Overview of persistent pulmonary hypertension babies

Babies born at 34 weeks or more run the risk of developing a breathing condition called persistent pulmonary hypertension at birth. Before babies are born, they receive oxygen from their mother, and most of this oxygen does not reach the lungs because the blood vessels are closed. Once a newborn takes the first few breaths, the blood vessels open. Mothers in Texas should know that with PPHN, the blood vessels do not open entirely.

This leads to a lack of oxygen being carried by the blood to the brain and organs. Symptoms of PPHN include rapid or slow breathing and low blood pressure. One may notice that the baby's skin is somewhat blue and that the hands and feet are cool to the touch. PPHN can be treated through the use of a ventilator or a heart-lung machine. It can take weeks or months for the baby to recover.

Klumpke paralysis birth injury often responds to timely treatment

Difficult births in Texas occasionally result in birth injuries, like Klumpke paralysis. This paralysis limits an infant's ability to use the affected shoulder and arm. Damage to the nerves of the brachial plexus that happen during birth cause the partial paralysis. In some cases, a baby might have a drooping eye as well. Most infants have a chance of regaining most function if they receive appropriate treatment.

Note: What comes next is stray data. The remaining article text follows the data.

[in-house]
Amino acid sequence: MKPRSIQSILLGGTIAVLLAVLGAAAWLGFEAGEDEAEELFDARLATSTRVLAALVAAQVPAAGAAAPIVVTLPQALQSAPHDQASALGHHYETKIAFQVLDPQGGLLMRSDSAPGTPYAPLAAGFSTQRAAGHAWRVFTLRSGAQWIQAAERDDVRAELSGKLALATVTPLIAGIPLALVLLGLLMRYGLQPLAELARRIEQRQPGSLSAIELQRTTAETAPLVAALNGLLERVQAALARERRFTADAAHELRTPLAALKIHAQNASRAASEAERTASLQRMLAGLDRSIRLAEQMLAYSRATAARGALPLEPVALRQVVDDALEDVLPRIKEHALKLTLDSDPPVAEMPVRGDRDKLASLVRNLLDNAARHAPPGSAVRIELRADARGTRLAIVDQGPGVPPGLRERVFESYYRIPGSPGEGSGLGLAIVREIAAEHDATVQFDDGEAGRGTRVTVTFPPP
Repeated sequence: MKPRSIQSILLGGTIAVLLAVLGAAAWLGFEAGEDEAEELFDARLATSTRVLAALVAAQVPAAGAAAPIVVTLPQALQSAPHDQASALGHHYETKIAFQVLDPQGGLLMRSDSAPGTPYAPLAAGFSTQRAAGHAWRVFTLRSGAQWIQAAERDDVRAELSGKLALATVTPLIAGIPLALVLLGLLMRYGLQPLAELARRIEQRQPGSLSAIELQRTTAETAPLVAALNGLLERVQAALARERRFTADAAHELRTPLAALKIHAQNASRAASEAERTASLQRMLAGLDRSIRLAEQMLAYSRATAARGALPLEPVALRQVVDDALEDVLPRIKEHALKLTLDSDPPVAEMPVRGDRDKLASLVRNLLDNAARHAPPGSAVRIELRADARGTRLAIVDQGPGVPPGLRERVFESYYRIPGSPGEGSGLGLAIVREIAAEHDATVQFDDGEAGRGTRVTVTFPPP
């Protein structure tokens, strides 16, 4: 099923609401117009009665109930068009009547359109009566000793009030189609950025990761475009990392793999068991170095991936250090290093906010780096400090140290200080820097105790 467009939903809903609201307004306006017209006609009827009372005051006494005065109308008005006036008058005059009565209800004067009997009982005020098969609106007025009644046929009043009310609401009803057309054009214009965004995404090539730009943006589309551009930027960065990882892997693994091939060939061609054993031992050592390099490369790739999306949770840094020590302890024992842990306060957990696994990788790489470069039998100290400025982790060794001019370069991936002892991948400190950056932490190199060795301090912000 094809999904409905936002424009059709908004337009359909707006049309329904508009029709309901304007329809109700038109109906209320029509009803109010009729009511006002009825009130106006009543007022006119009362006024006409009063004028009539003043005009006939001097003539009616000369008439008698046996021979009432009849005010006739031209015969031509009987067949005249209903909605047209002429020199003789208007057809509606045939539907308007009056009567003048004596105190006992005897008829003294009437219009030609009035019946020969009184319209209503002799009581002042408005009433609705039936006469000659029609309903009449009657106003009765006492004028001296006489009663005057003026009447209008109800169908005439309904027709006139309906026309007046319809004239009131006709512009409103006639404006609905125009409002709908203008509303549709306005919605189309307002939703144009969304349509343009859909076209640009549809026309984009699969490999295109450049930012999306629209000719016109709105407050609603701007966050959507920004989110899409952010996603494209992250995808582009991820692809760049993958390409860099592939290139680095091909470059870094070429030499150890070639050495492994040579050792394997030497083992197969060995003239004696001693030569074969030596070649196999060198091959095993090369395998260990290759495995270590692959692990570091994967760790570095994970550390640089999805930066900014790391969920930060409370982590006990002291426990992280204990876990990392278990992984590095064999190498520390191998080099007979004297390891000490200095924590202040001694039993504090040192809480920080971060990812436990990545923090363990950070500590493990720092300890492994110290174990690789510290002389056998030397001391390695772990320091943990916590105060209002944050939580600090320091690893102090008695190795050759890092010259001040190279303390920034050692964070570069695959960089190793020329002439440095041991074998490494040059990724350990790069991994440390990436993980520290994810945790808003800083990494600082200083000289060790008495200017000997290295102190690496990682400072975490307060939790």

The severity of the injury determines the course of treatment. Stretch injuries of the nerves usually heal after the infant's arm has been immobilized for 7 to 10 days. Massage and range-of-motion exercises also provide useful therapies. Babies with stretch injuries typically recover in four to six months. Nerves that experience tears and ruptures generally need surgery to repair the damage. Surgeons sometimes must transfer tendons to the injury site to rebuild the necessary tissue connections. Without surgery, the infant cannot hope to regain function.

Shoulder release surgery could help Erb's palsy patients

All Texas parents want their baby to be born healthy. Unfortunately, there are several injuries that an infant can suffer during the birthing process. One of those injuries is brachial plexus birth palsy, which is also known as Erb's palsy.

Erb's palsy occurs when certain nerves in a baby's neck are damaged as he or she passes through the birth canal, causing weakness or paralysis in the shoulder, arm and hand. Some children eventually recover from the injury, but others are left with a permanent arm disability. However, according to a new study, a surgical treatment called isolated open anterior shoulder release can improve arm function in some Erb's palsy patients.